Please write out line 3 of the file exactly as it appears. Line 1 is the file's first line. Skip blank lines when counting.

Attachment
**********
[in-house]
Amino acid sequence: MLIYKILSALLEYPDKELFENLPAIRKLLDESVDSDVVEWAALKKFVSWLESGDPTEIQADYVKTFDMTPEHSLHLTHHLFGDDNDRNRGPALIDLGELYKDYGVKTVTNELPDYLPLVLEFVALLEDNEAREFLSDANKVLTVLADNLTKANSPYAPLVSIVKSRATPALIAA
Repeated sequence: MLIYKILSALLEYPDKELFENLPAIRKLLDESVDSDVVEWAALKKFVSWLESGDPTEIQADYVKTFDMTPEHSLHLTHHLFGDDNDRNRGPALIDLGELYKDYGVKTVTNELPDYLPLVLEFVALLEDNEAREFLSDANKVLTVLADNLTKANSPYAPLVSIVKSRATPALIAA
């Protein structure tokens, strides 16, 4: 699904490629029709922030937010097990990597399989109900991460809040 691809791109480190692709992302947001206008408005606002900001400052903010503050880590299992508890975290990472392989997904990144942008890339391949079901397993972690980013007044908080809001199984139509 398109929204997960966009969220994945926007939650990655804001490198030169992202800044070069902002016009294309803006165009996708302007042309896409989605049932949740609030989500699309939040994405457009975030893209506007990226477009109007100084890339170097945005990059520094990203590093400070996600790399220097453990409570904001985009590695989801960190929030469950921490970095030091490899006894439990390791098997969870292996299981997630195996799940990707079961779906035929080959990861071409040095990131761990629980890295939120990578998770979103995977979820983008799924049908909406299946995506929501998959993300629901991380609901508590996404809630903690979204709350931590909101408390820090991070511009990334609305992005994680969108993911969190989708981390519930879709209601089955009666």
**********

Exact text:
Repeated sequence: MLIYKILSALLEYPDKELFENLPAIRKLLDESVDSDVVEWAALKKFVSWLESGDPTEIQADYVKTFDMTPEHSLHLTHHLFGDDNDRNRGPALIDLGELYKDYGVKTVTNELPDYLPLVLEFVALLEDNEAREFLSDANKVLTVLADNLTKANSPYAPLVSIVKSRATPALIAA